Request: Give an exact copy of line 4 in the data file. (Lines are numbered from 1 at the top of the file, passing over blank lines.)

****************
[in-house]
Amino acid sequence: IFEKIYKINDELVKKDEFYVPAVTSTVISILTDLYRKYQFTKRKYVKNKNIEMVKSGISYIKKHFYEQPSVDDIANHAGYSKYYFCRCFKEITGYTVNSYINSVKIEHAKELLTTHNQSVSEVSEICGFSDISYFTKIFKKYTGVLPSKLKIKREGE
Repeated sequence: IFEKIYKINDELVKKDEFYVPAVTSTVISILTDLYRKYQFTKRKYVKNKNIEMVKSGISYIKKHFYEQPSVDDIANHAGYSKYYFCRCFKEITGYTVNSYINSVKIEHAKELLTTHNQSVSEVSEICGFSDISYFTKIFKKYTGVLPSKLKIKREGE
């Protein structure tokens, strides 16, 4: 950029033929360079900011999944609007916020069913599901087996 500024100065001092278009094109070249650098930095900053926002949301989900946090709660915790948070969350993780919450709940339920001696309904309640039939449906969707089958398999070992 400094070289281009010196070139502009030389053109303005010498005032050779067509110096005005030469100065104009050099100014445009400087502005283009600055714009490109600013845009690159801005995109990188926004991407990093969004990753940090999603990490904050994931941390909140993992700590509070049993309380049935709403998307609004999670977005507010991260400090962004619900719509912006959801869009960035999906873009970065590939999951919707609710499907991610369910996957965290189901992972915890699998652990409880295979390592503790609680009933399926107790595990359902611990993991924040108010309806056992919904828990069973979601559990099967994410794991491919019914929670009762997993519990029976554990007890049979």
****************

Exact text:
């Protein structure tokens, strides 16, 4: 950029033929360079900011999944609007916020069913599901087996 500024100065001092278009094109070249650098930095900053926002949301989900946090709660915790948070969350993780919450709940339920001696309904309640039939449906969707089958398999070992 400094070289281009010196070139502009030389053109303005010498005032050779067509110096005005030469100065104009050099100014445009400087502005283009600055714009490109600013845009690159801005995109990188926004991407990093969004990753940090999603990490904050994931941390909140993992700590509070049993309380049935709403998307609004999670977005507010991260400090962004619900719509912006959801869009960035999906873009970065590939999951919707609710499907991610369910996957965290189901992972915890699998652990409880295979390592503790609680009933399926107790595990359902611990993991924040108010309806056992919904828990069973979601559990099967994410794991491919019914929670009762997993519990029976554990007890049979």